I won't try to summarize the very readable 78 page report. But if the legislature enacts the major recommendations, Oregon will again be in the forefront of health policy and health care reform.
Here are five of my initial observations about the proposal:
1. The proposal is ambitious, and recognizes that tinkering with the current system will accomplish nothing. Although it is replete with practical action steps, the proposal envisions "educative leadership" as a crucial necessity -"Your Board, on behalf of all Oregonians, believes that in order to address [the failings of the current system], we must transform our thinking about health care." In former governor John Kitzhaber, Oregon has a model of what "educative leadership" can mean.
2. The central paradigm in current U.S. health policy is competition and consumerism. Our thinking about health care is atomistic, focused on individuals making choices about treatment and benefit plans, with providers competing with each other to sell themselves. The Oregon proposal focuses on improving the health of the entire population, and emphasizes collaboration more than competition, as in its concept of "learning collaboratives":
Sharing by those doing the delivery of care with each other is a key tool to improve the delivery of care. Improvement efforts are at the core of collaborating with those doing similar types of work to understand how to look at systems of clinical settings and improve the quality and efficiency of each step...Learning collaboratives allow healthcare providers and their clinical staffs to share information about quality improvement and best practices."3. The proposal retains private insurance, but it envisions a strong role for state government, largely through its proposal for an Oregon Health Authority. The overarching strategy for the Authority "...is for the state - in partnership with communities - to act as a smart purchaser, an integrator of health care and community services, and an instigator of community-based innovation." Whereas Medicare Part D forbids Medicare from using its purchasing power to bargain over prices, the Oregon proposal would have the Oregon Health Plan (Medicaid) and the public employees plan, which together would represent 1,000,000 people, more than 1/4 of the state population, use the leverage prohibited to Medicare.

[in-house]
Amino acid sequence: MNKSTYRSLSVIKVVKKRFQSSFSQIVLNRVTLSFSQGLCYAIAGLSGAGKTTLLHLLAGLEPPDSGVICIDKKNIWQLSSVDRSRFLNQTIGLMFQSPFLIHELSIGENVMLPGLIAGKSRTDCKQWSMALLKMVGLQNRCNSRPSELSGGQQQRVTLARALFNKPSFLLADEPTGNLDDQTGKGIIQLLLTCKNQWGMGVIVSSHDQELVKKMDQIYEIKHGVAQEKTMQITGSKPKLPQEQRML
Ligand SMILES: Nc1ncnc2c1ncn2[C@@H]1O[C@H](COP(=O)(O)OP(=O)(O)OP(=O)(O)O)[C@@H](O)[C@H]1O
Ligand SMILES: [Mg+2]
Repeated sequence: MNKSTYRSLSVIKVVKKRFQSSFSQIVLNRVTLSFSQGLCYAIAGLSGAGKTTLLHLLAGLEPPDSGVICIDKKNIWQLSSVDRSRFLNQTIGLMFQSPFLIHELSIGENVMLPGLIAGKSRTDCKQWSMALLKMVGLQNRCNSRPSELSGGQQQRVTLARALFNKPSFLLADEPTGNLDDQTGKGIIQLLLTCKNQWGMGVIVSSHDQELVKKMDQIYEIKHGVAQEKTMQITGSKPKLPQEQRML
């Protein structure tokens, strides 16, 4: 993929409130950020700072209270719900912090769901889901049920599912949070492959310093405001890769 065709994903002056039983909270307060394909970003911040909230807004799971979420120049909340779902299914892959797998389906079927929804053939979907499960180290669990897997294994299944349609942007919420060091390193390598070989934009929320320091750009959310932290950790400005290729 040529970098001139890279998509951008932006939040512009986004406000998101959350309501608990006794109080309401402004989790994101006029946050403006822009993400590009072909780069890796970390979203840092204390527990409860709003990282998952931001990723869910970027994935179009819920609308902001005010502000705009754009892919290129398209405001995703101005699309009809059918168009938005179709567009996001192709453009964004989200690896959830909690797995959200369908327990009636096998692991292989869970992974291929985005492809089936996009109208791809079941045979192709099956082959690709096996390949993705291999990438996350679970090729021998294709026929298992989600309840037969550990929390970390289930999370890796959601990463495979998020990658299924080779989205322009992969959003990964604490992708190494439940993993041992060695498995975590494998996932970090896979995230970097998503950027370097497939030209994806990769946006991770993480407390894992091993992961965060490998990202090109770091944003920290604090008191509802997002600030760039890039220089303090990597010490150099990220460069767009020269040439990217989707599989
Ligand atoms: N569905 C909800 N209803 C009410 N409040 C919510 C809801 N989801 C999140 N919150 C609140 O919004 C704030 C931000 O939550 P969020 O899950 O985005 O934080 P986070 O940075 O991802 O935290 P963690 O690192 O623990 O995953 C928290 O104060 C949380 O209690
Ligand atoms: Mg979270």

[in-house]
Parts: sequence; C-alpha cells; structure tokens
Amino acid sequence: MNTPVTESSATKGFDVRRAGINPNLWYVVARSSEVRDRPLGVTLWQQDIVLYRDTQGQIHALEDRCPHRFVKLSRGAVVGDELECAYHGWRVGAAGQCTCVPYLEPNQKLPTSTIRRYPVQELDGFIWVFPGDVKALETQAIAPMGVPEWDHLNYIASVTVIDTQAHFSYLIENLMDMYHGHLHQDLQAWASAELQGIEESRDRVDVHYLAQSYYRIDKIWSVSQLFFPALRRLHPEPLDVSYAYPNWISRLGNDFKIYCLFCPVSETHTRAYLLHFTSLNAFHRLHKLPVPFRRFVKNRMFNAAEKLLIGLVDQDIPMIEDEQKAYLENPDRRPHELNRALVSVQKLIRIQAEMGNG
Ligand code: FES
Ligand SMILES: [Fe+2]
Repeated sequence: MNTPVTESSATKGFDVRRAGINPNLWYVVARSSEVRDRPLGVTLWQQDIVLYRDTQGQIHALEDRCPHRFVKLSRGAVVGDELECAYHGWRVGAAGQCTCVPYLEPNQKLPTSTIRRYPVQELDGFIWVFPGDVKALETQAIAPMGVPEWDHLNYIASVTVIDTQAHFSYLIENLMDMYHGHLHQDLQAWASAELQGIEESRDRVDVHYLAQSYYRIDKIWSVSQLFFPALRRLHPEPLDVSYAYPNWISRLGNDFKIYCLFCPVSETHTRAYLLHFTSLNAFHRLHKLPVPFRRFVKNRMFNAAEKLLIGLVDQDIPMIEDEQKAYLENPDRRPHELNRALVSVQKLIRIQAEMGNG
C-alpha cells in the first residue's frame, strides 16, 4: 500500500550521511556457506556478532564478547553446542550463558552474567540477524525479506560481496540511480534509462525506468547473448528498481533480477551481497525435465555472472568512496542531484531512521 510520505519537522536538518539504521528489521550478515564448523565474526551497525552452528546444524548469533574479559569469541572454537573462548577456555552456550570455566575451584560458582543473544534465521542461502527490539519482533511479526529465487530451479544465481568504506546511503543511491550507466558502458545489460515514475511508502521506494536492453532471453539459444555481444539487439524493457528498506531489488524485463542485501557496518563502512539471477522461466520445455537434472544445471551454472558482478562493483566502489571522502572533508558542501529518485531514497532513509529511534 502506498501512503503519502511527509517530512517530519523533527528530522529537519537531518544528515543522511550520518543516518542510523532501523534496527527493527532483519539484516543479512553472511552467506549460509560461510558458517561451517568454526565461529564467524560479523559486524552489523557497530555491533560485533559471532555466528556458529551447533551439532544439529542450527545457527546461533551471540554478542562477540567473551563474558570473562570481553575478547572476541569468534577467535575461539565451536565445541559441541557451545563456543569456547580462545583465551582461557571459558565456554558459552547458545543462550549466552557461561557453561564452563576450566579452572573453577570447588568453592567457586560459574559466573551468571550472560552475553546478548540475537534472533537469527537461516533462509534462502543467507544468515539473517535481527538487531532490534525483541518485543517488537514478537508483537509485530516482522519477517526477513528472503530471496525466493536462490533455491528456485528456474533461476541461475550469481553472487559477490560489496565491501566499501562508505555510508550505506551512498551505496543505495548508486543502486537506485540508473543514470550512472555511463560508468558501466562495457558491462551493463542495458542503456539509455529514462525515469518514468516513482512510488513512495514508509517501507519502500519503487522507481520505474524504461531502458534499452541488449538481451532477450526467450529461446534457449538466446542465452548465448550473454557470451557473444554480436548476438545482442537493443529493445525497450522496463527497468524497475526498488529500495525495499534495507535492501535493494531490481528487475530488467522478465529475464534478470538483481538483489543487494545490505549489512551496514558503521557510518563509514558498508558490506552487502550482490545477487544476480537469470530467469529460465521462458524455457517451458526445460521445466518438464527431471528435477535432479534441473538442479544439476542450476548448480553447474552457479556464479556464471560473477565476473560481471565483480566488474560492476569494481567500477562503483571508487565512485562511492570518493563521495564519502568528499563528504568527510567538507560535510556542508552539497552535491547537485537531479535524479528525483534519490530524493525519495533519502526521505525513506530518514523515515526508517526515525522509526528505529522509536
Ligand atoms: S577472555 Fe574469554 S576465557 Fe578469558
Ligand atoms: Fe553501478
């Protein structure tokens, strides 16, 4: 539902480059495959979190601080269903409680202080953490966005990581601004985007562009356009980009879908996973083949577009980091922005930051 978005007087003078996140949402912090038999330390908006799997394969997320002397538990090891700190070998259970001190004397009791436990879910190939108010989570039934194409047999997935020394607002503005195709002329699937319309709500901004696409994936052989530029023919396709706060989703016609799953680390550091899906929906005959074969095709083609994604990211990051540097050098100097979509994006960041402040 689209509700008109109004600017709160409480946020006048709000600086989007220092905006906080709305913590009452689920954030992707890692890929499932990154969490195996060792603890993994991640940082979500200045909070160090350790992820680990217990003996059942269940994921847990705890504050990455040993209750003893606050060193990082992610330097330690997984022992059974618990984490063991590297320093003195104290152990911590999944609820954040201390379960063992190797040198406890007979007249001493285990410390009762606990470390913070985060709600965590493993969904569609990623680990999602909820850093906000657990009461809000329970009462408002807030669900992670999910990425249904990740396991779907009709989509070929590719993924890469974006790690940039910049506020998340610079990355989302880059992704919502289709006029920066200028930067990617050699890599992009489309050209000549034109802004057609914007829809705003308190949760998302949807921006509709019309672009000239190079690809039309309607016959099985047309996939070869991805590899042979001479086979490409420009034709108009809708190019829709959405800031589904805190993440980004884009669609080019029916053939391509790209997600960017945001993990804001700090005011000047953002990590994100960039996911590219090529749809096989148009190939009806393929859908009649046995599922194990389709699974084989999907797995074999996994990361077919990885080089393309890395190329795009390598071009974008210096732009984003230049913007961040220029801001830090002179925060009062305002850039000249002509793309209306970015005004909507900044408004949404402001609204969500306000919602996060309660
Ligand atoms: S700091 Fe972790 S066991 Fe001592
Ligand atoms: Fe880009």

4. Oregon received world-wide attention for its use of a prioritized list of health services to conduct an open, explicit rationing process. The proposal envisions using the prioritized list, but rather than bifurcating its benefits into covered/uncovered, it would institute a system of value based benefit design. Services that provide substantial benefit would be covered in full. Services less well supported by evidence or more optional in nature, would require progressively more cost sharing. All this would be put onto a graded basis in accord with individual income level.
5. The states are clearly where the current action is in U.S. health policy. States are learning from each other. Massachusetts, Minnesota, Vermont and other states figure prominently in the rationale for the Oregon proposal. My impression is that the systematic dissing of government that has dominated the national scene since the start of the Reagan presidency has less force at the level of state government. In particular, the ethical imperative to get a grip on health care costs appears to be more discussable within states. State governments are required to balance their budgets, making the fantasy that only greedy insurance "bean counters" care about cost harder to sustain in state-level discussions.
I hope that we will be able to welcome Oregon back into its earlier leadership role in health policy as the current reform process proceeds!